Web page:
Motley Fool analyst Rex Moore is just back from a visit to the Tesla Motors (Nasdaq: TSLA ) showroom in Washington, D.C., where he was able to test drive the exciting new Model S sedan.
On some levels the Model S competes with the Nissan Leaf, Ford (NYSE: F ) Focus Electric, Honda (NYSE: HMC ) Fit Electric, and of course hybrids like the Toyota (NYSE: TM ) Prius and General Motors' (NYSE: GM ) Chevy Volt. But those vehicles address the "lower end" of the electric and hybrid market. Tesla's roomy sedan, on the other hand, does zero to 60 in 4.4 seconds, is packed with luxury features, and the fit and finish is outstanding. It is, therefore, really competing with luxury vehicles from BMW, Mercedes, and Audi -- as its $50,000-$90,000 price tag would suggest.
Tesla's stock price recently took a hit when management lowered its revenue forecast because of a slower-than-expected ramp-up for the Model S. Bears also point to other issues, such as how drivers will negotiate long road trips if their cars only have a range of 100 miles-300 miles, depending on the model.
But because we're in the extreme early phases of the electric car revolution, Rex says that's just short-term noise for long-term investors. As far as any early production problems for the Model S, founder and CEO Elon Musk says he has intentionally slowed down production until a number of minor issues are resolved, such as the fit of certain interior items. After that, Musk says production will ramp up and hit at least 20,000 units in 2013, with a gross margin exceeding 25%. In addressing the range issues, Tesla is taking a cue from Clean Energy Fuels, which is rolling out a nationwide network of refueling stations for natural-gas-powered vehicles. Tesla has already opened up a network of recharging stations between Los Angeles and San Francisco, and you can expect more stations across the country.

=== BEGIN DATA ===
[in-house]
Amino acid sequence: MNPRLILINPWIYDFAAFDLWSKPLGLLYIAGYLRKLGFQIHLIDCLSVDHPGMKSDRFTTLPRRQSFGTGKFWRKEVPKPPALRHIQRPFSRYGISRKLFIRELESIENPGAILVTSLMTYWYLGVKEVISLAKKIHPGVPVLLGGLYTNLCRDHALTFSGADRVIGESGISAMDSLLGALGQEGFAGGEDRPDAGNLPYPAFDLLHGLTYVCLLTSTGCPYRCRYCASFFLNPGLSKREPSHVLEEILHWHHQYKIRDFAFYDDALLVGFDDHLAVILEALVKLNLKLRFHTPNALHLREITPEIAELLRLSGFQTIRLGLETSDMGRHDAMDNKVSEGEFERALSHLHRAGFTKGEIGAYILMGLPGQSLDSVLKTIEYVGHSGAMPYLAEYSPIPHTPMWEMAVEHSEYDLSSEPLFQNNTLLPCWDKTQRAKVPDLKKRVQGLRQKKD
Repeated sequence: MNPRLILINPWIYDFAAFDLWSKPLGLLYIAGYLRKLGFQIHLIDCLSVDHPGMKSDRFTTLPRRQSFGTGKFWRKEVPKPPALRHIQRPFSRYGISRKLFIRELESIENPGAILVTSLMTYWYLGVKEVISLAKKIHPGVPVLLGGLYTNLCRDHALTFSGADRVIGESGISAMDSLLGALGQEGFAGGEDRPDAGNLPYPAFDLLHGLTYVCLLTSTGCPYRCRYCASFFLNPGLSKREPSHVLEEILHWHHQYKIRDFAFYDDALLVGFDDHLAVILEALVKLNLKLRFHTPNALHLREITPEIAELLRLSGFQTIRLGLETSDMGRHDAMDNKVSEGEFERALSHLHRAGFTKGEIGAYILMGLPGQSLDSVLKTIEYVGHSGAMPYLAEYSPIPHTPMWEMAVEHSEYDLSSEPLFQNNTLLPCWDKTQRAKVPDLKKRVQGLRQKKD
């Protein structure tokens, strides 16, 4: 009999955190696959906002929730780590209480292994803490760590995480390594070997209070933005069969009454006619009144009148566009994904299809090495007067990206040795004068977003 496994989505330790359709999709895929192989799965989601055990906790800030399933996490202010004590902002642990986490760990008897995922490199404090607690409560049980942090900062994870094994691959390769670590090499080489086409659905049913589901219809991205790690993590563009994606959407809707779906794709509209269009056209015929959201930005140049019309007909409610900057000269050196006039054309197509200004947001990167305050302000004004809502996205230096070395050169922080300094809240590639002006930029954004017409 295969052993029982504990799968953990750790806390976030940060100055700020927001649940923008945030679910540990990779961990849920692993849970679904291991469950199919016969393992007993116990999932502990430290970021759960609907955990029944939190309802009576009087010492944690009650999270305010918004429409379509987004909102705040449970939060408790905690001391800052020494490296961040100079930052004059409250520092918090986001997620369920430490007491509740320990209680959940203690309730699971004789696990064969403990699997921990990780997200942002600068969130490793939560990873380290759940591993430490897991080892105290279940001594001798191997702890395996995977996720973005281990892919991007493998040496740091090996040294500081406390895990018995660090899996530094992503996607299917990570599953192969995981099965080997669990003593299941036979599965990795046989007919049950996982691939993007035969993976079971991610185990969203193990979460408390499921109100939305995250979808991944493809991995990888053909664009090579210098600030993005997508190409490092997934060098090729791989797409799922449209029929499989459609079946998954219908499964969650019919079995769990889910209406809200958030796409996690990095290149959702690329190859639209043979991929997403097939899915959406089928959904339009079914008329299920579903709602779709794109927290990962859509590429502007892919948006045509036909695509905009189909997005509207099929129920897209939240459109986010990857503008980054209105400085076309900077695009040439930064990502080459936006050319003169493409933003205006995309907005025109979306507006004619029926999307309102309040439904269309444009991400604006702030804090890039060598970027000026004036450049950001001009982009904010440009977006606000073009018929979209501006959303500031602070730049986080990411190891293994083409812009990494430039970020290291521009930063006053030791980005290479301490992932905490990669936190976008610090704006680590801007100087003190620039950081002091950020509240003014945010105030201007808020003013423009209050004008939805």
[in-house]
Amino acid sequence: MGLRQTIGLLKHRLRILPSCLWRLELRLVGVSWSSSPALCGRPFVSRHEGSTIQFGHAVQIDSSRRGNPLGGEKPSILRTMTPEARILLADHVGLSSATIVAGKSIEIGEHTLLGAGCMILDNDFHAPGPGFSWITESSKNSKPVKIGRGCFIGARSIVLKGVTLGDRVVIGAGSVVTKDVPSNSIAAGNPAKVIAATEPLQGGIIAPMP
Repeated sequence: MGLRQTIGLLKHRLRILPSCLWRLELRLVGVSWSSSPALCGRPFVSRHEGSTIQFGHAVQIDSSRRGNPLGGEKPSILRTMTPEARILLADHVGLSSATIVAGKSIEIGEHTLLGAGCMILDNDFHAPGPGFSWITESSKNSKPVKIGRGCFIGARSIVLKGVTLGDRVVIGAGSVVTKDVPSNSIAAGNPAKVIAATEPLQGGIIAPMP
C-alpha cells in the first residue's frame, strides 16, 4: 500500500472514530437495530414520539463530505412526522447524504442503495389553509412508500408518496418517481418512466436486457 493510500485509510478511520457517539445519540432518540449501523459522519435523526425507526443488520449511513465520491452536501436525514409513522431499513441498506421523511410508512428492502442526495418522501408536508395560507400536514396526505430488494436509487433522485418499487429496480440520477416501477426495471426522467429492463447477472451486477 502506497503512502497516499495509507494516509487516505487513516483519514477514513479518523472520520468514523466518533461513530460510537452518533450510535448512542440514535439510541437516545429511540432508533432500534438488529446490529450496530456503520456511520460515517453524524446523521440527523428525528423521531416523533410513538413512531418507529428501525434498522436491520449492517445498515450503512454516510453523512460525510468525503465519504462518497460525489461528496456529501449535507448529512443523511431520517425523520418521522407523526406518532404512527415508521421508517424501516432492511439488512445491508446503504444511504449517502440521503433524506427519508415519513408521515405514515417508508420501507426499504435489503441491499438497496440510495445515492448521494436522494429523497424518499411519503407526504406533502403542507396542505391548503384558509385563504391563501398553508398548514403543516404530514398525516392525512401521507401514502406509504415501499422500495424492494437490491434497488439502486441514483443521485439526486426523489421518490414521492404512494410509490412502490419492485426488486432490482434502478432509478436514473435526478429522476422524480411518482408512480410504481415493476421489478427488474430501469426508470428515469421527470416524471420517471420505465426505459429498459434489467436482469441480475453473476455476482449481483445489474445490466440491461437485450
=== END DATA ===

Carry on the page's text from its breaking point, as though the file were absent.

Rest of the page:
Rex says Tesla -- designed from the ground up as a different kind of automaker -- will have greater success in the electric vehicle space than Ford, General Motors, and the other big names that have long-established and deeply entrenched ways of producing vehicles. This is especially the case with more expensive, higher-margin cars.
With projections of cash-flow breakeven by the end of the year, Rex says this small, $3 billion company seems very well positioned for investors with a long time horizon -- and he's backing his opinion with a thumbs-up CAPScall.
In part two of this series, Rex chats with Tesla's Will Nicholas about negotiating longer trips with these electric vehicles.
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